Hello, Japan scholars. I have been a librarian for the Japanese Collection at the Harvard-Yenching Library for five and a half years. I was a librarian at the Documantation Center on Contemporary Japan (DCJ) at Harvard for ten years before coming to Yenching. Before working at the DCJ and before a short interval of two years as a bookbinding student in Boston, I worked at the Museum of Modern Japanese Literature 日本近代文学館 in Tokyo for seven years. I guess some of you guys were born at a time when I was putting up literay exhibitions in Japan.
I encountered following phrase “Shall I at least set my land in order?” by T.S. Eliot while writing my senior thesis at ICU. I liked it and adapted as my motto. In the following year I entered the world of libraries and have resided there for most of the time since. Now I feel we librarians can no longer stay in this orderly world and need to explore this rich and chaotic information universe both physical and virtual. Being one of the “Librarians without borders” is my goal now. I hope I can learn a lot from you at the same time I offer something useful to you for your research.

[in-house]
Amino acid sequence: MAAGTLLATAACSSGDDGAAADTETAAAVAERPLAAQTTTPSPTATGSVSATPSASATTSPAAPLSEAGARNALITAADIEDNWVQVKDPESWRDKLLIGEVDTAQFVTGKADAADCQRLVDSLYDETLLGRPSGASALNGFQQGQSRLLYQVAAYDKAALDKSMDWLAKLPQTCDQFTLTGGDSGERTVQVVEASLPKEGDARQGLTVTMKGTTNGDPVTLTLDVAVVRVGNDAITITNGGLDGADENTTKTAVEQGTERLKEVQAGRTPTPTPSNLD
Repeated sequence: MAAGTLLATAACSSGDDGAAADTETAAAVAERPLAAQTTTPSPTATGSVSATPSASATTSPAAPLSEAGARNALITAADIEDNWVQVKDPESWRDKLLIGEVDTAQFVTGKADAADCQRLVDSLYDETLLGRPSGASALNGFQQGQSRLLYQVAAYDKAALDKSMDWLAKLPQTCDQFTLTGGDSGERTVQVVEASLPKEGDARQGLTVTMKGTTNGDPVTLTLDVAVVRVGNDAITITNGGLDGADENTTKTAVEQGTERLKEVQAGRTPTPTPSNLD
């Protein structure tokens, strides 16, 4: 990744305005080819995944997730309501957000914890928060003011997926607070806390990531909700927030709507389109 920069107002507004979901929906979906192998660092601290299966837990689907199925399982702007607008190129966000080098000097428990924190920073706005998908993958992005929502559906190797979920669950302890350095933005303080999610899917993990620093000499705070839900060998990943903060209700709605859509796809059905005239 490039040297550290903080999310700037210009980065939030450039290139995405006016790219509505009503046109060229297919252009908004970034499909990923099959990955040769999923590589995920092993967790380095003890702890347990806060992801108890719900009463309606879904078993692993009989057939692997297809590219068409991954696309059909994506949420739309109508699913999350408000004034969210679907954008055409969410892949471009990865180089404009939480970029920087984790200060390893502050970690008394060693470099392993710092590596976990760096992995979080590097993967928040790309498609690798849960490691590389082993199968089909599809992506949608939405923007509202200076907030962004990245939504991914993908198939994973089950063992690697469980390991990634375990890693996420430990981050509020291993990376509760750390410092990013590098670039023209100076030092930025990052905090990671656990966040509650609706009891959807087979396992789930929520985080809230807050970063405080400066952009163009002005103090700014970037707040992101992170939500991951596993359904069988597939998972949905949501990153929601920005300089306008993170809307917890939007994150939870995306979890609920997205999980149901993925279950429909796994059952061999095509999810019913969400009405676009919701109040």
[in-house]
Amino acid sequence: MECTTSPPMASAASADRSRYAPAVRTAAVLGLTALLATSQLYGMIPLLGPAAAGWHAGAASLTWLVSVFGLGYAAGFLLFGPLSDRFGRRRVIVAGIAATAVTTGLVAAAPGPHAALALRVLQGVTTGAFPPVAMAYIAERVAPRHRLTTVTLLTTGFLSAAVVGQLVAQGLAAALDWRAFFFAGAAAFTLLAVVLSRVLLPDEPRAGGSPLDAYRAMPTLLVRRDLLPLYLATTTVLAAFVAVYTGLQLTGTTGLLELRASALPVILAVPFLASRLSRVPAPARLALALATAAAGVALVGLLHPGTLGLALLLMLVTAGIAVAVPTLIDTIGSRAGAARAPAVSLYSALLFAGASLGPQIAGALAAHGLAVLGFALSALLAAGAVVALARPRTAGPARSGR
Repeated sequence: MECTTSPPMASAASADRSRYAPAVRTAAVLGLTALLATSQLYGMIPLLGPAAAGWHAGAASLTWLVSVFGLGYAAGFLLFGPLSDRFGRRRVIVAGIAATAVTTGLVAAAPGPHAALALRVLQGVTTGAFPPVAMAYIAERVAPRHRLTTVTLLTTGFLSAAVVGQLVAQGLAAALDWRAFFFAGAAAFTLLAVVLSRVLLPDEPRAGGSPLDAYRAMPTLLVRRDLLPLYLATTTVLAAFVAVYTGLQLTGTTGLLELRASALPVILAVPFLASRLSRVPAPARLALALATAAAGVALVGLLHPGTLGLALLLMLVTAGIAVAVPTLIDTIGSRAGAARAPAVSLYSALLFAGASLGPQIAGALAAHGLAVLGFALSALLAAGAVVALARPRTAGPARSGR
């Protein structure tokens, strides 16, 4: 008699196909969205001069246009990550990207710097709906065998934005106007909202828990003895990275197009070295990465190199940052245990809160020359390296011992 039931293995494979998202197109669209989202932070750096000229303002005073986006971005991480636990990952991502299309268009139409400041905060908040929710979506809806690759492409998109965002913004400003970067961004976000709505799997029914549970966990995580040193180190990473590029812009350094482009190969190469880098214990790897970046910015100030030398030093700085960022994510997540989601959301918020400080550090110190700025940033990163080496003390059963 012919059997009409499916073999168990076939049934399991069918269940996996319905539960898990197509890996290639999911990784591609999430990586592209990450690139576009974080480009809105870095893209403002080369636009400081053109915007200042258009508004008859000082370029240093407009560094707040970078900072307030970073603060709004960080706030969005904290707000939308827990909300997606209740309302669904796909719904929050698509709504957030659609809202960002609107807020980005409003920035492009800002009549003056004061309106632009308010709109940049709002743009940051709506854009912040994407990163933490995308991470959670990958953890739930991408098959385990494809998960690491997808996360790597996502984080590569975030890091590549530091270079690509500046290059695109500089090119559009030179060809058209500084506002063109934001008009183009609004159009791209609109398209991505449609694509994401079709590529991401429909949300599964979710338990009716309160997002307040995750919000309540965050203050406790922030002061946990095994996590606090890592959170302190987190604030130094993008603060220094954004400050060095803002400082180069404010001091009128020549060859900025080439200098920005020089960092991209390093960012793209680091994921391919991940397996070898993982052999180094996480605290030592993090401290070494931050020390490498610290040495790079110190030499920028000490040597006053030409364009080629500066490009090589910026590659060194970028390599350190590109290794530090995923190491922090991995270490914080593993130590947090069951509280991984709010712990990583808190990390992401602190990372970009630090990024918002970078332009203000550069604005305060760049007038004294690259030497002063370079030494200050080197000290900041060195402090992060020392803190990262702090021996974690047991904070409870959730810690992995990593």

FYI: I recently discovered the “Kanban jissoku Nihon chizu” (官板実測日本地図) printed in the Bakumatsu period, based on Ino-zu, in our library’s basement. Although our copy is missing one (Ezo) of four sheets that cover all Japan, including Ryukyu and Karahuto,
they are beautiful. If you are interested in taking a look, let me know. They are not cataloged in the collection.